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I am a migrant. A feminist. A mother. A fighter. A dancer. A unifier. Me.


When I was six years old, I told my mother that I wanted to be the second female justice on the US Supreme Court.  Even then, I recognised inequality, the importance of representation and the potential to be whoever I wanted to be. 

My life didn’t take me to law school or the Supreme Court (thank goodness for RBG!), yet it has taken me to places like Nicaragua, where I lived for the formative years of my 20s, starting the first lending library in Central America and writing my dissertation on gender representation. And to England, where I have built a career in ending violence against women and girls through supporting individuals, communities and organisations to take responsibility for this issue so that women can live to their full potential, free from violence and abuse.  

My entire working life has been dedicated to using my voice to amplify and empower the voices of others. I continue to have strong links to the Americas and call Surrey, England my home, where I work as an intersectional collaboration consultant. And sing in a band – at 40!

Four years ago, I found myself at a crossroads. I was working 60 hours a week as the Violence Against Women and Girls Strategic Lead for central London. I had a son with special needs. I had lots of friends and was married yet was drowning under the pressure of keeping up with everything I ‘had’ to do. I was beyond tired. Even though I was doing work I was incredibly proud of, I felt hollow + lost on a pressure-filled path, chasing perfection. Never feeling enough.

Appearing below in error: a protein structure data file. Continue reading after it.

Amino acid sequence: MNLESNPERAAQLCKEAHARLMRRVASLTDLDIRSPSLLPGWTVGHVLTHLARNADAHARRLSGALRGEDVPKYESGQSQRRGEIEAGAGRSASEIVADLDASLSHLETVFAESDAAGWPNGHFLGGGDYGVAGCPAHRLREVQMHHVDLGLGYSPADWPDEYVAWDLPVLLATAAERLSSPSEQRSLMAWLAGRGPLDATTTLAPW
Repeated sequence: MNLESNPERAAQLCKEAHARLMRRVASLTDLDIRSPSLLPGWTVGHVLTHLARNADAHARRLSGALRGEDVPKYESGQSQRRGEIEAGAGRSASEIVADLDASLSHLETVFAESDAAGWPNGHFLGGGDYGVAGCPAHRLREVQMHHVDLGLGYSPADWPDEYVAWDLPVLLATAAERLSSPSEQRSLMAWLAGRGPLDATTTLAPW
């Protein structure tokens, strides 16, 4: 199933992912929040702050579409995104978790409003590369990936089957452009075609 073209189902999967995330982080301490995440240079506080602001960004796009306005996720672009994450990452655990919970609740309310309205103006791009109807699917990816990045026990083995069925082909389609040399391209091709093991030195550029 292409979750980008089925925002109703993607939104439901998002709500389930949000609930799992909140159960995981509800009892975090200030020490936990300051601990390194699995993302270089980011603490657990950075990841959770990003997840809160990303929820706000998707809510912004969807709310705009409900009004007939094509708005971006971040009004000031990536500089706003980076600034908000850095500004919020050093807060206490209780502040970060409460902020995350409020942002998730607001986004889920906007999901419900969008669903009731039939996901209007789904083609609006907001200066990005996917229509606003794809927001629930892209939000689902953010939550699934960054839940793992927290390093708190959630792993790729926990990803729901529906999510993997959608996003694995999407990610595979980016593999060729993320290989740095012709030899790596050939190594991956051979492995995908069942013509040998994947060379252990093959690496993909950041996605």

I look back now and know that I was living 100% in my head, in my action-driven masculine energy. My body was something I thought of as simply a vehicle for carrying my large brain around. It was giving me sign after sign in the form of infertility and debilitating migraines that it needed my attention + my love.  To be part of the rising of the Divine Feminine I was leading professionally, by coming home to the feminine intuition and power in my body.

So I started to listen to HER. 

I slowed down.

I did yoga.

I meditated.

I took time off.

I travelled.

I read.

I communed with like-minded women. 

I remembered HER.  

I went on the longest journey – the six inches from my head into my heart. I began to make friends with my body, listening to and living aligned with her cycles. 

On top of the Glastonbury Tor, I found Qoya, the movement practice that has transformed my inner and outer landscape and has connected me to an international tribe of movement makers + sisters committed to remembering who they are and expressing their full, vulnerable + authentic selves. 

In Malta + then on a houseboat in London, I came home to the power of ceremony + ritual – the practice of making the mundane magic, and the magic extraordinary. A framework to slow down, pray, + notice what happens in your body when you bring grace and intention to your daily life + to mark moments of growth + change. These practices have been instrumental in helping me strengthen my voice + connect with and listen to my body. They help me remember who I was before the world told me who I should be. They help me connect with that brave, 6 year girl who knew she could be anything + everything she wanted to be.

Through Qoya classes, 1:1 mentoring, workshops, women’s gatherings, rituals + ceremony, I share these practices, holding space for you to find your voice, connect your unique, authentic, embodied self + step into your power.

Your voice matters and the world needs to hear what you have to share. Bring it unapologetically into the world. 

Let’s Dance.

Click here for more information about my work and campaign to end violence against women and girls.

Click here for more information on the Sorellas, my singing trio.